When you look at a city, you see structure, people, surroundings, construction, change and chaos. In a city, nothing is permanent. It’s a theatre of life played out on pavement. Introducing a camera into this environment turns everyday situations into collaborators. Being in the street and walking around with a camera means being free. It is accident and coincidence, drama, movement. Above all, it’s imagination.
Before analysis comes impulse: an interesting framing, an idea of how to experience surroundings. If you go out and try to look for a photo composition, you’ll always find something. A something that is probably interpreted afterwards as interesting. A shadow line on the stairs framed by the U-Bahn sign at Alexanderplatz. The opposite is a moment strongly felt yet unexplainable in terms of composition. A little spark that prompts a click.
A situation must be present and a choice must be made. It’s hard to catch the photograph even if the motive is right in front of the lens. It’s not always possible to shoot the moment that because it flies by too quick. The point is to shoot things that are felt rather than seen. Picasso explained. good painting must be poetry above all else and not a slice of life cut off at the wall, frozen and reduced to two dimensions. It’s important to not only take but add something to the world.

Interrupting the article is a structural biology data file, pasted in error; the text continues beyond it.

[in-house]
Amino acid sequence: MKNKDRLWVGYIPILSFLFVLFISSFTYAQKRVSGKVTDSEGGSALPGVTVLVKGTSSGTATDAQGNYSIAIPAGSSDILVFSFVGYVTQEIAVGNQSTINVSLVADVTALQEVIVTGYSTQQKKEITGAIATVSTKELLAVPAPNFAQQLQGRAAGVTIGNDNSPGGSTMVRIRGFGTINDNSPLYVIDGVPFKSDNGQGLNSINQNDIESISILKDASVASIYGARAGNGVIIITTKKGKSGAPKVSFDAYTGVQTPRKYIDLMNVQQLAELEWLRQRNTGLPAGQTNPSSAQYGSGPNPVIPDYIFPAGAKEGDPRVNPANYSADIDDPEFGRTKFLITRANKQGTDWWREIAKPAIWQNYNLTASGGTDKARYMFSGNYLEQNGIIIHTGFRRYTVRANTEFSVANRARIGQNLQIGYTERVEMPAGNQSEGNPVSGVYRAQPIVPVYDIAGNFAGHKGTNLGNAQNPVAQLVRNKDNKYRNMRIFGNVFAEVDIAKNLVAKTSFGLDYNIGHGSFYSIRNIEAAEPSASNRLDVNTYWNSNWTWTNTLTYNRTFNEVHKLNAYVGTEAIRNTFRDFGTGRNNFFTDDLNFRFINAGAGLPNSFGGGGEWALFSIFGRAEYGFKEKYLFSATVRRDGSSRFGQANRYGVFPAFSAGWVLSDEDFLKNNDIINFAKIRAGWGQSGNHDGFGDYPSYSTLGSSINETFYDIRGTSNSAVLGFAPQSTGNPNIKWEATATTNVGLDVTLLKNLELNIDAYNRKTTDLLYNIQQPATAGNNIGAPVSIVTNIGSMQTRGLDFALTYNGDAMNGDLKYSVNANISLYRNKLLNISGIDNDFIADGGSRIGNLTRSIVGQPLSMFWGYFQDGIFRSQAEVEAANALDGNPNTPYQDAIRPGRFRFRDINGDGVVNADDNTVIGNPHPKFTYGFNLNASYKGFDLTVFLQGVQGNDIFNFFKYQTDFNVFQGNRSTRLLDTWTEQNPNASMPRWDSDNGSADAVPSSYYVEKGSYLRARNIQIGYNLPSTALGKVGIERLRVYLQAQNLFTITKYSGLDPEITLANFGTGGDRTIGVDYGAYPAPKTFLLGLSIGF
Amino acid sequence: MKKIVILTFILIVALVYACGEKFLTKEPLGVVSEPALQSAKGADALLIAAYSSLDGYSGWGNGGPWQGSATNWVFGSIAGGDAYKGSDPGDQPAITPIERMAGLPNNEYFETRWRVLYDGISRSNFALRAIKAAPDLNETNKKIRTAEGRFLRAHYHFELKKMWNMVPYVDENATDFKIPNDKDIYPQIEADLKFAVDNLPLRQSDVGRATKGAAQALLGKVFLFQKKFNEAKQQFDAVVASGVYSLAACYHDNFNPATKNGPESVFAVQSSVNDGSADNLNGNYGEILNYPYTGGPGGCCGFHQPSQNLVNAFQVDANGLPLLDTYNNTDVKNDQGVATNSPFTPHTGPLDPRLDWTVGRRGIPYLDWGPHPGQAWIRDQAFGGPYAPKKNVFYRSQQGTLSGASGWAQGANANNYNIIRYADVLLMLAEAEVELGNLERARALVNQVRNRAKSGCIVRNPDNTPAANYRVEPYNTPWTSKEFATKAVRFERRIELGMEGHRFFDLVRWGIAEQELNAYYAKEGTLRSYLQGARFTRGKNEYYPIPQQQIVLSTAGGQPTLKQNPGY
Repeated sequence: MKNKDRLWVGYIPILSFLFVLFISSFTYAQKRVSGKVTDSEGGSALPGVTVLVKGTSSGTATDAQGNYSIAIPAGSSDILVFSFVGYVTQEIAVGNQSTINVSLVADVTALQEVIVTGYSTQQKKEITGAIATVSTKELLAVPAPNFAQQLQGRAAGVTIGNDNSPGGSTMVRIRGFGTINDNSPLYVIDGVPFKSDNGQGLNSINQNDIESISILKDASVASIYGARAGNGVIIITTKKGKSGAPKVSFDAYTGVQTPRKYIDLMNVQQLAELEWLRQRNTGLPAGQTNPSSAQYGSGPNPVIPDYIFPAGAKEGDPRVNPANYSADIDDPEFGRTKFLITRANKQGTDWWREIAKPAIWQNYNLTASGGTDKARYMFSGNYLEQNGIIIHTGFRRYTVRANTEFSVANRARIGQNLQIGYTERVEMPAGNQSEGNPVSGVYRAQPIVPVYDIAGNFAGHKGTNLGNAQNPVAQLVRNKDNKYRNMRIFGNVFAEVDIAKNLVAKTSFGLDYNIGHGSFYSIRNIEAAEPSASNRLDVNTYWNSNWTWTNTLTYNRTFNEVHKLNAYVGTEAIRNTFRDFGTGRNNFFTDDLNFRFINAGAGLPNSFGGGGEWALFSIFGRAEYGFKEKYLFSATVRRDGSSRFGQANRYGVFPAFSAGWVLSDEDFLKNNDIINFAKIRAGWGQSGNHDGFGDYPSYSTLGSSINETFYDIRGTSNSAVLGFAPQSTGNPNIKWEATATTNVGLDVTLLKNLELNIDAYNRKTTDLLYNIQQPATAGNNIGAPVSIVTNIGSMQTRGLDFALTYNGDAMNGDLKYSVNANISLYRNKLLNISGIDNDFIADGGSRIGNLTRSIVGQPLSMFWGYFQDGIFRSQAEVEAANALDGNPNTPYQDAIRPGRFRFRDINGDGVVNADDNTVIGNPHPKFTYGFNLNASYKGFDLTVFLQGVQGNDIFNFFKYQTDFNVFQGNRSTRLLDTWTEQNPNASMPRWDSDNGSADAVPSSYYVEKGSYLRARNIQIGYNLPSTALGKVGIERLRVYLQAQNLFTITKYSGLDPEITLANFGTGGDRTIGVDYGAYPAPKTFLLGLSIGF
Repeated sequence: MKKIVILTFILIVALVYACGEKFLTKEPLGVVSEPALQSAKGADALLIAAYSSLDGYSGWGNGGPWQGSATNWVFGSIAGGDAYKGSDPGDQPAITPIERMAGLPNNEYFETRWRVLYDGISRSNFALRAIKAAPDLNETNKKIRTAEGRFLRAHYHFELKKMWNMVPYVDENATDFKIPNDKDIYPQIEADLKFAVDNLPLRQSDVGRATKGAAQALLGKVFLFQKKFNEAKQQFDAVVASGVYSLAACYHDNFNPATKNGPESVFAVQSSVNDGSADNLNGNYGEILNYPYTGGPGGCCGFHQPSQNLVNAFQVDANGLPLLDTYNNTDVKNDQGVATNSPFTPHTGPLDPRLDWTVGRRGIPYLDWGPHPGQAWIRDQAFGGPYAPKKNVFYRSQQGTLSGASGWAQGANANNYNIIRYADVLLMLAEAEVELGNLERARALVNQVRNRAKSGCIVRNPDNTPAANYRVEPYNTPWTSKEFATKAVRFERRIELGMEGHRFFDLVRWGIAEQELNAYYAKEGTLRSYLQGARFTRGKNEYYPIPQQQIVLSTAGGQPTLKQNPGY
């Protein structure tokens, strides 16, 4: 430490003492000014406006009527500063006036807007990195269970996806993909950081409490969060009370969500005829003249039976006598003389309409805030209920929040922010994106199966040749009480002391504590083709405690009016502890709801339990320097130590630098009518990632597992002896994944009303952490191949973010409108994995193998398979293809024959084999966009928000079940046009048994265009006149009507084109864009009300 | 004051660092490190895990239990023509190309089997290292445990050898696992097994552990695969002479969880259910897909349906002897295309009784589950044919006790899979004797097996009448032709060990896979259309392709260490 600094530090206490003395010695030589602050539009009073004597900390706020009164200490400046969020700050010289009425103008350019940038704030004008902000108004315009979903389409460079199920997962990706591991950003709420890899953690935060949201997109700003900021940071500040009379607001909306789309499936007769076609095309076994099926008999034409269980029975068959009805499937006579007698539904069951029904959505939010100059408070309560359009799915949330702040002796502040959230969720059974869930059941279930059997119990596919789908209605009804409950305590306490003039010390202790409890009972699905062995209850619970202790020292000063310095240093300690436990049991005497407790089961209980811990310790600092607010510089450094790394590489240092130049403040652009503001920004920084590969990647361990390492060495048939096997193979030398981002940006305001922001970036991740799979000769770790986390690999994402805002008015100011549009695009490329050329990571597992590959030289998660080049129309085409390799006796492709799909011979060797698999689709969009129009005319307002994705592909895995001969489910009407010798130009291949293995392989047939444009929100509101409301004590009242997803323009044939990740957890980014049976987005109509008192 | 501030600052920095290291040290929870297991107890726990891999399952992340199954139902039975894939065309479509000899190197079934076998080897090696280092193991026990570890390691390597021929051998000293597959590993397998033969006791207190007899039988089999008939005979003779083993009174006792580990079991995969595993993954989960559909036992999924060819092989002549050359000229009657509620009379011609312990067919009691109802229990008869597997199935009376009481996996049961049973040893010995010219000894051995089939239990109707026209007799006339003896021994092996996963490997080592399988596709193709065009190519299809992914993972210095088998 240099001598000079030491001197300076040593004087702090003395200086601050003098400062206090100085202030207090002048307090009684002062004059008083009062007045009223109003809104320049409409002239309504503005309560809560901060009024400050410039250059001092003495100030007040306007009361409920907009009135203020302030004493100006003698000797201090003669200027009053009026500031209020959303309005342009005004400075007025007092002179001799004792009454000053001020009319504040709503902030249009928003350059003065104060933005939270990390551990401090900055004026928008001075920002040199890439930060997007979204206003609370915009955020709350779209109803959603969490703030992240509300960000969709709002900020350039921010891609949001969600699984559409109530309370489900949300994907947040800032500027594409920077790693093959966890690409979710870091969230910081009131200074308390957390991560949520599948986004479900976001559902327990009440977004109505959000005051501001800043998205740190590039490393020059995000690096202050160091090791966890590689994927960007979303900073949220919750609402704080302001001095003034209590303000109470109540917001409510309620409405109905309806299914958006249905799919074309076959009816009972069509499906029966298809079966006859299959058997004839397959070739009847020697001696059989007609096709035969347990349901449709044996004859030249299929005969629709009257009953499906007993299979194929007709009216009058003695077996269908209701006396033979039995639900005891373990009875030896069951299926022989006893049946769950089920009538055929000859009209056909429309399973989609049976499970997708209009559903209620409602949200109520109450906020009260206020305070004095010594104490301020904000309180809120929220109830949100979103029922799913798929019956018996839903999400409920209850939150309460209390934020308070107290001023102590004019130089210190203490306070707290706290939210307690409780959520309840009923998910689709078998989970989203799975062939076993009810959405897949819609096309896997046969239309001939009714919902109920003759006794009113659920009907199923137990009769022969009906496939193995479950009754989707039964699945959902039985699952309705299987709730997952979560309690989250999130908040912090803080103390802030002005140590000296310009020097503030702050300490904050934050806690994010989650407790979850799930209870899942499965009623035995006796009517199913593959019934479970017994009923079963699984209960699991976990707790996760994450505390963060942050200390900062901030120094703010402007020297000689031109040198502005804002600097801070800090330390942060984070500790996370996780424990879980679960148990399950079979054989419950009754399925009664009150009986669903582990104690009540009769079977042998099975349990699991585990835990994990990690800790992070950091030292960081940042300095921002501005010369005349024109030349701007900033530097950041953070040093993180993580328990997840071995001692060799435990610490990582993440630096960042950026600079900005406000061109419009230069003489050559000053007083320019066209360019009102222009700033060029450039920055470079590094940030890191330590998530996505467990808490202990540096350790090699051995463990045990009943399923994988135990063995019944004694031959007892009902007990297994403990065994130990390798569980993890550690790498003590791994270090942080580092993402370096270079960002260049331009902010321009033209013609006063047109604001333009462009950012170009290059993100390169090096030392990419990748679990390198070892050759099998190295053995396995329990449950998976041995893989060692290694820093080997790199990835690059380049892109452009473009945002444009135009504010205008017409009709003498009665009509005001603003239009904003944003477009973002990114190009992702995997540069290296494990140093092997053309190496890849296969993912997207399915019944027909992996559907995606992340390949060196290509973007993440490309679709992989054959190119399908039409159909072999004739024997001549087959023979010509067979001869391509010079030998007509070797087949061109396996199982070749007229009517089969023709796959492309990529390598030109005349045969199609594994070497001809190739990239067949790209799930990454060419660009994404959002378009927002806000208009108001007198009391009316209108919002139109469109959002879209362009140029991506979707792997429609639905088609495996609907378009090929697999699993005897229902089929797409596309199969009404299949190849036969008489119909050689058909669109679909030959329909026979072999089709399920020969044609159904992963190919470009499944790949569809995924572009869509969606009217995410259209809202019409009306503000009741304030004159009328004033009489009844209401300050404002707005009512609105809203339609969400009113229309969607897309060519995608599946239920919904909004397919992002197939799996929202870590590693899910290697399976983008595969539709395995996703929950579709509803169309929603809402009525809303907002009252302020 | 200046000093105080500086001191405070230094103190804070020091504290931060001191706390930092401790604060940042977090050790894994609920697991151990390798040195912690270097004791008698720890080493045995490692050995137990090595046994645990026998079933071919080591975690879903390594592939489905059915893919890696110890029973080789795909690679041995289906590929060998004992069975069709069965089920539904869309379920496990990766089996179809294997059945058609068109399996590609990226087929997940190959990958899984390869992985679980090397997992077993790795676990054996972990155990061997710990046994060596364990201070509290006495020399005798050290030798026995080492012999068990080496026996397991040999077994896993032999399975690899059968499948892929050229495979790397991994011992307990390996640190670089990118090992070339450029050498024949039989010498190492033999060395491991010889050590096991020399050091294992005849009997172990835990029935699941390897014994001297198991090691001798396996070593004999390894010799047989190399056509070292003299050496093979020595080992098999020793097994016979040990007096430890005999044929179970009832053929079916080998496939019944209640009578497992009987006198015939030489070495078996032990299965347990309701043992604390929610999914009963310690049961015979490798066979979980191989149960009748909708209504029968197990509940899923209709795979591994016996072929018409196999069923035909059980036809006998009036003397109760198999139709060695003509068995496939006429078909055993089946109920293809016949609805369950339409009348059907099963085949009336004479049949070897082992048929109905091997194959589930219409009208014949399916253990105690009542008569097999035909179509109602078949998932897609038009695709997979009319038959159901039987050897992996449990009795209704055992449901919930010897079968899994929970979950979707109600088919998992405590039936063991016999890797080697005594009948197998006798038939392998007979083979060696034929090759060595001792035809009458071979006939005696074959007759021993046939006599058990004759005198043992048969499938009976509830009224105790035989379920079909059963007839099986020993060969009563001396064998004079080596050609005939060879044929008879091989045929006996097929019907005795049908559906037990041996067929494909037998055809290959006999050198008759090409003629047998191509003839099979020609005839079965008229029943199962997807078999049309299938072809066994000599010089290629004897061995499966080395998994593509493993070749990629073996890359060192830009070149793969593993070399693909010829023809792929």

In terms of the product, there is no good or bad as long as it is fun. Excitement about the act of shooting is more worth than a “good photo.“ People in the industry are strict and critical but if photography does nothing but produce good or bad taste, it has failed. The art of photography must be free of logic, so that the viewer can interpret it using his own logic and the image can take shape individually.
A photo needs to be alive and filled with life.